What Happens if an Executor Doesn’t Follow a Will?
When you write your will, you can name a specific person to carry out the wishes you have outlined in that legal document. This person is called the executor. If you do not name someone in your will, the probate courts will name an executor or special administrator to handle the administration of your estate. Regardless of how the person gets chosen, the executor has a great deal of responsibility. Some of the tasks include:
- Filing the will with the probate courts
- Distributing assets to beneficiaries
- Managing bank accounts
- Pay bills, debts and taxes with money from the estate
- Notifying important entities of the death (Social Security office, banks, credit cards, etc.)
- Maintain property if necessary until it is sold
Imagine the temptation if the executor is not 100% trustworthy…if the executor has fallen on hard times…if the executor has made some poor life decisions that are negatively affecting their financial situation.
If the executor does not follow the explicit wishes outlined in the will or if the executor abuses their power for personal gain, that person can be removed from duty and even held personally liable for their actions or inactions. For example, the executor might withhold information about valuable assets and sell those items, keeping the profits. Or the executor might steal money from bank accounts. While it is not always easy to recoup money and/or possessions, it may be worthwhile to start legal proceedings.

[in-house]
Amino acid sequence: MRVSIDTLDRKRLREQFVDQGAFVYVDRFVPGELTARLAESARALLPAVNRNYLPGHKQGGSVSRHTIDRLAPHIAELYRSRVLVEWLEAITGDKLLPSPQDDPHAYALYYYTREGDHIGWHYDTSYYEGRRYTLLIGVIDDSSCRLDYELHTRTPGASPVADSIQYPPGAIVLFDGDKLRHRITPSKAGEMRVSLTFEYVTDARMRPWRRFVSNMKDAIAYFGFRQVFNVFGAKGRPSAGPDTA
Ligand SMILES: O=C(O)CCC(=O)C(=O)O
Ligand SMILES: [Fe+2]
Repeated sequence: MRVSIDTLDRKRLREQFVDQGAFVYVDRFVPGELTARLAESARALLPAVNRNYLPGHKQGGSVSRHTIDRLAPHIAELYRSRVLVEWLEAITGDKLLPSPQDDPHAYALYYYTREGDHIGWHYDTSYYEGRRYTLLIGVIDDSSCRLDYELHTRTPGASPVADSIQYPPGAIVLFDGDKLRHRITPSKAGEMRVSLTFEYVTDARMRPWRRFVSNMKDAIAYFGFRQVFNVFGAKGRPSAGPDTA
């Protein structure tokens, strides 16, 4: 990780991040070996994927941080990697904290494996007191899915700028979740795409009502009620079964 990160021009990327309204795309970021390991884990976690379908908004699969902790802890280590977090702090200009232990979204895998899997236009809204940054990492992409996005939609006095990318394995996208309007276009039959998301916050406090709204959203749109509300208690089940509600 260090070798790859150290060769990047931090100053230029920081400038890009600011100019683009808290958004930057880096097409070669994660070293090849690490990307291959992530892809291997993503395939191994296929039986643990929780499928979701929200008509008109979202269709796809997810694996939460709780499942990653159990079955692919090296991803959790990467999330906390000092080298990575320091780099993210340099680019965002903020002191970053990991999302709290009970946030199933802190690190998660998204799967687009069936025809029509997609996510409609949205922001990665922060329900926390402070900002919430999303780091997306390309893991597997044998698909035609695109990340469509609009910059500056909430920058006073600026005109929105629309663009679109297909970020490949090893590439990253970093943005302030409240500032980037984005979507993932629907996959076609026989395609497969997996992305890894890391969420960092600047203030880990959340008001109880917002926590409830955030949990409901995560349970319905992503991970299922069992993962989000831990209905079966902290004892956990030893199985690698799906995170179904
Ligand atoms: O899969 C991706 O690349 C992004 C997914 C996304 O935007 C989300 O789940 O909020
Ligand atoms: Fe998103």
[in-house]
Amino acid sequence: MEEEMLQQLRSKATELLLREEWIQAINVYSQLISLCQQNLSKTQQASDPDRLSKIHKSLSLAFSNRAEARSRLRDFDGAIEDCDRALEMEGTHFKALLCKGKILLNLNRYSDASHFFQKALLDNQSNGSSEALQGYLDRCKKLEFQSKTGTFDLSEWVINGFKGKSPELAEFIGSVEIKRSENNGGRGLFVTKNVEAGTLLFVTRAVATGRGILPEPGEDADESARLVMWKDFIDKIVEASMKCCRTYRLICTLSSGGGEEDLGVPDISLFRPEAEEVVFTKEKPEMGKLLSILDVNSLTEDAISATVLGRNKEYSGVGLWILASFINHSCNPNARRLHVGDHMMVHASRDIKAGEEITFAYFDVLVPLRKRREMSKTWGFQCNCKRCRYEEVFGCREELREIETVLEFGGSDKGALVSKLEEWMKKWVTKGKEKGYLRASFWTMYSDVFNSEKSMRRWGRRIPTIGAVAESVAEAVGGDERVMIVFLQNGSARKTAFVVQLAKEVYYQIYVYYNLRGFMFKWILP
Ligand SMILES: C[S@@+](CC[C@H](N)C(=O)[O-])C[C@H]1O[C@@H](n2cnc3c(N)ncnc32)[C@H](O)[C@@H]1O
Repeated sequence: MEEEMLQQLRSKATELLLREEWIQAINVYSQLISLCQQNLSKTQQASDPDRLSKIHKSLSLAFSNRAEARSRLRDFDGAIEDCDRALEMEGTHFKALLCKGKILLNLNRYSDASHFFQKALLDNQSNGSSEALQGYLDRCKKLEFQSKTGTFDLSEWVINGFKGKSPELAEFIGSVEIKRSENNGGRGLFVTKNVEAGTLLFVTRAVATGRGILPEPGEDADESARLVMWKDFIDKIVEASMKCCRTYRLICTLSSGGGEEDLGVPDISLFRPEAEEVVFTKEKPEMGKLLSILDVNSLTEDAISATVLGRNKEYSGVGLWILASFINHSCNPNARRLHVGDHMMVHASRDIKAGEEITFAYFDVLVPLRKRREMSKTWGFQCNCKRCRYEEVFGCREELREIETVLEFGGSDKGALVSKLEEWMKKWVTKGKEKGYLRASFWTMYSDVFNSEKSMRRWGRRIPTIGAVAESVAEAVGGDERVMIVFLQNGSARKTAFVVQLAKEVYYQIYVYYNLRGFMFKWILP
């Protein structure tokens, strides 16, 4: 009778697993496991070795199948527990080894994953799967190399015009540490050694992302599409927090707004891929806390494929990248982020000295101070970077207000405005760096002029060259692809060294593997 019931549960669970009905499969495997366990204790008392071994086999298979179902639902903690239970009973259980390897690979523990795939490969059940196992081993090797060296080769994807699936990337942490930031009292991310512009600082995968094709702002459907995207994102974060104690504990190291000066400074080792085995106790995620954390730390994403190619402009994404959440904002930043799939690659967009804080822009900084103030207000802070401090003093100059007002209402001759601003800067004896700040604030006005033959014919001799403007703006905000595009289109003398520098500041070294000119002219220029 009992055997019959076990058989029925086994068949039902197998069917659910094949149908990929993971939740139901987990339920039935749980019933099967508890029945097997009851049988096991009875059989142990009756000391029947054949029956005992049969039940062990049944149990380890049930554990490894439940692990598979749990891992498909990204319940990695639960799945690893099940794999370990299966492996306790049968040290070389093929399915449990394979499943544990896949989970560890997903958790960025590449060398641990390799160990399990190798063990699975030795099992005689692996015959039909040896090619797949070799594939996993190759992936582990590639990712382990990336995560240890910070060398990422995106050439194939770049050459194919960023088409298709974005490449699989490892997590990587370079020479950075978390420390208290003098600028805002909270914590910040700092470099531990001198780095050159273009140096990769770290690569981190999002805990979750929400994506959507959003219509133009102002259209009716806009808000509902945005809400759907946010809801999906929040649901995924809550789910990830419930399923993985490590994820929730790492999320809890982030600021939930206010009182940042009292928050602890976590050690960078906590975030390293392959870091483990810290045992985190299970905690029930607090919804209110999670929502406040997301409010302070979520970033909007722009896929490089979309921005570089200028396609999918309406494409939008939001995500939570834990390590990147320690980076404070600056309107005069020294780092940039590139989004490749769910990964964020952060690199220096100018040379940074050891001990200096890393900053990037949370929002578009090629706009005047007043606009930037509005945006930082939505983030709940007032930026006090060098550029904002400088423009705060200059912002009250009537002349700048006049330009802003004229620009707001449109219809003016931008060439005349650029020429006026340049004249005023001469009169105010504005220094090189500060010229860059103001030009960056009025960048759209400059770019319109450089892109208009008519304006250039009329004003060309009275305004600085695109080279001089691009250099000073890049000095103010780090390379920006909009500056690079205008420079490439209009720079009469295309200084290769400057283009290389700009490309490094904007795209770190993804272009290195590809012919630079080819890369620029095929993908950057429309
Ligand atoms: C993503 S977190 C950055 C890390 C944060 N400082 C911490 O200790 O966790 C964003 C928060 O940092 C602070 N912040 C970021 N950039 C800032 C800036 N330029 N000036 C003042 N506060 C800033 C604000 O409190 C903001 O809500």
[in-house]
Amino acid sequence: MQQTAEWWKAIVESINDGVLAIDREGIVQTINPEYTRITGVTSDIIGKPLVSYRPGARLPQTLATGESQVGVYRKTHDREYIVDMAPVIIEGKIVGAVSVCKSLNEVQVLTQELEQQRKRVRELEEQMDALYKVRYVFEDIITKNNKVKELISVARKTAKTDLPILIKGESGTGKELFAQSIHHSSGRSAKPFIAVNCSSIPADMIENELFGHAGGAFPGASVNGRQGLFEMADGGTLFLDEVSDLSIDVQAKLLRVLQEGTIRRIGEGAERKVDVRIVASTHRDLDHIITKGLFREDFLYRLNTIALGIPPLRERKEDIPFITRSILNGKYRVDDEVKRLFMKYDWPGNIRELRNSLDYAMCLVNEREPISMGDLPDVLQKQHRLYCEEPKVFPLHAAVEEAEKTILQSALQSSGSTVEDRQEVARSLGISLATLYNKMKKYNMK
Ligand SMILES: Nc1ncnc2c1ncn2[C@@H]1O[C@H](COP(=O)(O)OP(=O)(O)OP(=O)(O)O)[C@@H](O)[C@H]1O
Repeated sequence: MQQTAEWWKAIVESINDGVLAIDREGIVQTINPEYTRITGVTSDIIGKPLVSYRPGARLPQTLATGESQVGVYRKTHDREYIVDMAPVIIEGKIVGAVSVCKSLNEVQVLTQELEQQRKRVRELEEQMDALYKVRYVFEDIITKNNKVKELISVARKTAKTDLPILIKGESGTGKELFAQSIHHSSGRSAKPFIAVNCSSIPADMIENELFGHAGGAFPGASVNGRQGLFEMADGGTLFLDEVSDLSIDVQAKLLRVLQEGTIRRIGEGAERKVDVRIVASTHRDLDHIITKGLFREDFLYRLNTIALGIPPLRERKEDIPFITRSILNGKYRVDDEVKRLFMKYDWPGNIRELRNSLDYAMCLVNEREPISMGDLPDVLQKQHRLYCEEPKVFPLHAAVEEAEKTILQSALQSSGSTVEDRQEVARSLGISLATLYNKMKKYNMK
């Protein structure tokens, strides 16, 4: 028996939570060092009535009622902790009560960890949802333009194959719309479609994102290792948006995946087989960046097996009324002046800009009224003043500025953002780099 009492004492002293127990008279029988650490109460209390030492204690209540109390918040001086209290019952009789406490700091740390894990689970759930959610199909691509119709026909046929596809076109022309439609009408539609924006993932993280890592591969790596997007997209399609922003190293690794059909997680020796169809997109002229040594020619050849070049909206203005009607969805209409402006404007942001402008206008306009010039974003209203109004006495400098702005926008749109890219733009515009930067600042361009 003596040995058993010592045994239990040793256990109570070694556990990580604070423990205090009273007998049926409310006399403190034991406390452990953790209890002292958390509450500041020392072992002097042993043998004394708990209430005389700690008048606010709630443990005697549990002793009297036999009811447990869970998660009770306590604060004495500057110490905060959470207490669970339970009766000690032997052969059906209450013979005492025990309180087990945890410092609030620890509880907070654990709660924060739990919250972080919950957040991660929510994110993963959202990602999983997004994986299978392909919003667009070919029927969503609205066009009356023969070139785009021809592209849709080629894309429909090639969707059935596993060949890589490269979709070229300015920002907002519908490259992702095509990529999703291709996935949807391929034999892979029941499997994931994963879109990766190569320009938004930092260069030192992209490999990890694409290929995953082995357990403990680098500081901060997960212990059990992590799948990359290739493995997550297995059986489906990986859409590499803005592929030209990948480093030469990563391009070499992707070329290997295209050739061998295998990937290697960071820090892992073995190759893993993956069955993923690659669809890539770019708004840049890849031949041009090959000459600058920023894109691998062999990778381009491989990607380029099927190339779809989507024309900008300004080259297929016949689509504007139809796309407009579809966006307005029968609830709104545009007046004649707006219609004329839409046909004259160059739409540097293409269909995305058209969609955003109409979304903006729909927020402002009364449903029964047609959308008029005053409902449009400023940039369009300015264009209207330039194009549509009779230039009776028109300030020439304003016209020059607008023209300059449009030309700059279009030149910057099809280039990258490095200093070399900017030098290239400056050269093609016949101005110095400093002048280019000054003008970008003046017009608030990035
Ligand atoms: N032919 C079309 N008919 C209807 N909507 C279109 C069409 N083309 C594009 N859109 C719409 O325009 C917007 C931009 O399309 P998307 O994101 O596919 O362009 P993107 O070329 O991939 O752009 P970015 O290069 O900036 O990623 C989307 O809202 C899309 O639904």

For a successful case, there must be ample evidence of wrongdoing. The courts will want to see that the current executor is not acting on the best interest of the estate and its beneficiaries. The appropriate paperwork must be filed with the probate court to request that a new executor to be appointed. If you do not have experience with these types of contests, an estate lawyer can help you understand the process and get the ball rolling.
The Denver estate lawyers at The Brown Law Firm, LLC have experience helping clients request a new executor in Denver. They will ask specific questions about your unique situation, guide you to find evidence of misconduct and file paperwork on your behalf. Contact us at (303) 339-3750 or send us a message online to meet with our experts.